It has been more than two weeks since Travis Barrios started living in a car with his 9-month-old son, Jeremy, and Jeremy's mother, Hazel Diaz.
Diaz is employed, and Barrios takes care of the infant. The three look like any other family, but the rigors of life now include looking for a place to live.
According to advocates for the homeless in Gilroy, they are far from alone.
“There are so many people out there in this situation,” Barrios said.
Much work remains in the effort to open the Gilroy Compassion Center, the city’s first full-time homeless shelter, but “compassion” was a common sight on Wednesday as the future site hosted a one-stop help event for the homeless.
The donated warehouse at 8425 Monterey Rd. housed the quarterly event, “Project Homeless Connect,” drawing approximately 230 area residents and providing links to county services such as housing and medical care, said Jan Bernstein-Chargin, compassion center board president and advocate for the homeless.
Attendees were also asked to take part in the “Housing 1000 SV” survey, an effort to house the county’s 1,000 most at-risk homeless residents by 2013 and record the identity and needs of others.
“We’re hoping to do this [survey] on a quarterly basis,” said Marty Estrada, homeless outreach coordinator for .
While numbers from the most recent homeless census have yet to be released, authorities said Gilroy has the highest per-capita rate of homelessness in the county.
Strollers and children were a common sight at the event, and Estrada said he’s seen an increasing number of homeless families.
“They may not be on the street at night, but that doesn’t mean that they’re not homeless,” said Bernstein-Chargin, describing how many families are living in cars or in cramped conditions with others.
One family, Sylvia Garcia and Luis Gamez, have six kids and were living with Garcia’s parents until they died, more than two years ago. Since then, Garcia said, they have been homeless.
“Until I get stabilized, I can’t help my kids. That’s the hardest thing,” said Garcia.
Participants in the Housing 1000 SV survey interviewed attendees to assess their individual needs. Data included injuries, mental health, duration of homelessness and substance abuse history.
Unlike other cities, where surveyors went out in search of homeless residents, Gilroy’s rural setting made it more effective to question attendees as they arrived at the event.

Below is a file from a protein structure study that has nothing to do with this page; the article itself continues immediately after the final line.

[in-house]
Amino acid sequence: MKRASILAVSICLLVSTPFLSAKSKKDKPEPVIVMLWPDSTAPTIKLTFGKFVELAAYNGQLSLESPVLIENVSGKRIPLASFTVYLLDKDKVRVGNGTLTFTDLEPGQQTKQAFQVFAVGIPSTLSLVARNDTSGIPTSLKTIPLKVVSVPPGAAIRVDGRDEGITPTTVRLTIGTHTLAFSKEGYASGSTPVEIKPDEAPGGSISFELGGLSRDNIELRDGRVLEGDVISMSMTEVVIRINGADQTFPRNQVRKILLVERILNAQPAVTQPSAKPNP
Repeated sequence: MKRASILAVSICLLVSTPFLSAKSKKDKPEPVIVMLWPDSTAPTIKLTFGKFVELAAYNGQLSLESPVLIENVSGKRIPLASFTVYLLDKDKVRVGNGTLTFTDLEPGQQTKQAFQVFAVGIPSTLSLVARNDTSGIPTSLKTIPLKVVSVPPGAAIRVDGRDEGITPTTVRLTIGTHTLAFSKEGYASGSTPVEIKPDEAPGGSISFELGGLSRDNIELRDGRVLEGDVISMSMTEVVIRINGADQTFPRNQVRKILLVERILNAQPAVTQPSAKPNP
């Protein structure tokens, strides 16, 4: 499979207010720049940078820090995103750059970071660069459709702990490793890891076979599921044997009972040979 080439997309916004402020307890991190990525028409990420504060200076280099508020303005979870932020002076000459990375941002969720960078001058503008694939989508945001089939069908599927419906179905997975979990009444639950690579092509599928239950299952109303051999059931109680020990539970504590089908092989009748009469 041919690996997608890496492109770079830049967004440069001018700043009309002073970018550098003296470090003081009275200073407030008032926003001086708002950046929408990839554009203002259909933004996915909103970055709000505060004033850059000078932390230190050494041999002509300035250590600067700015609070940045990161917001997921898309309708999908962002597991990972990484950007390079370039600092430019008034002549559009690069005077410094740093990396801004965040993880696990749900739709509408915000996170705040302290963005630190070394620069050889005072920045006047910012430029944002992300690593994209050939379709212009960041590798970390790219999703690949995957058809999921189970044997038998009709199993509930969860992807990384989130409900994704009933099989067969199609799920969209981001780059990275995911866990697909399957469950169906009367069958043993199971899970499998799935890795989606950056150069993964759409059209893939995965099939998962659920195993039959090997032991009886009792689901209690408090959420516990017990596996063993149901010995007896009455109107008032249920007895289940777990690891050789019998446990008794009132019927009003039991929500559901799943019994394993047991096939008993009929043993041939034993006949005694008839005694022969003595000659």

“Part of the goal is letting people know that homelessness is an issue,” said Rebecca Garcia, a coordinator for Housing 1000.
The survey continued Thursday in Morgan Hill and San Martin, with constantly updated findings available on the project’s website. Following the survey, the group will identify and attempt to house those who have the greatest need.
Apart from the countywide survey, which itself is part of the national “100,000 Homes” campaign, volunteers were questioned to determine the potential impact of the proposed full-time shelter.
“I think this puts to rest the idea that there aren’t any homeless people in Gilroy,” said Bernstein-Chargin.
District Supervisor Mike Wasserman, who serves on the board of the county housing group, “Destination: Home,” brought several staff members to help volunteer at the event.
The supervisor said that a full-time shelter would actually end up costing less to taxpayers than leaving a person unhoused. Even with the winter-only National Guard Armory that provides overnight shelter in Gilroy, many people are still at risk during the day.
“Number one, it’s the right thing to do,” he said. “The armory is not a solution of any kind.”
Other attendees included Gilroy Police Chief Denise Turner and Mayor Al Pinheiro.
Turner has served on the city’s Homeless Outreach Task Force since she started as the city’s police chief three years ago, and the creation of a full-time shelter and one-stop center has long been a goal, she said.
“We wanted to figure out what was the most compassionate way to do abatement,” she said. “After a while, we realized that we weren’t solving the problem—we were just moving people around.”
Between 15–20 percent of calls that patrol officers handle are related to the city’s homeless population, most of whom are known by name, she said.
“Jim Currier came along and said, ‘I have a building,’” she said, “Then it just took off like wildfire.”
Currier, who donated his warehouse to the shelter effort after an encounter with a freezing homeless man changed him forever, came to see the event, despite feeling extremely ill.
“It’s wonderful,” he said.
When asked if seeing the building come alive was validating, Currier stressed that his warehouse was only one option for housing the homeless in Gilroy.
“I had a building to donate, but I don’t care if it happens here,” said Currier. “We know from the response of the community that this is going to happen.”
"I'm looking forward to the day when we can offer people temporary shelter until they find permanent housing," Bernstein-Chargin said.
The coalition of groups who volunteered their time and donated food and other items included the Church of Jesus Christ of Latter-day Saints, New Hope Church, the Salvation Army and St. Joseph’s Family Center, along with numerous volunteers connected to the compassion center and other agencies.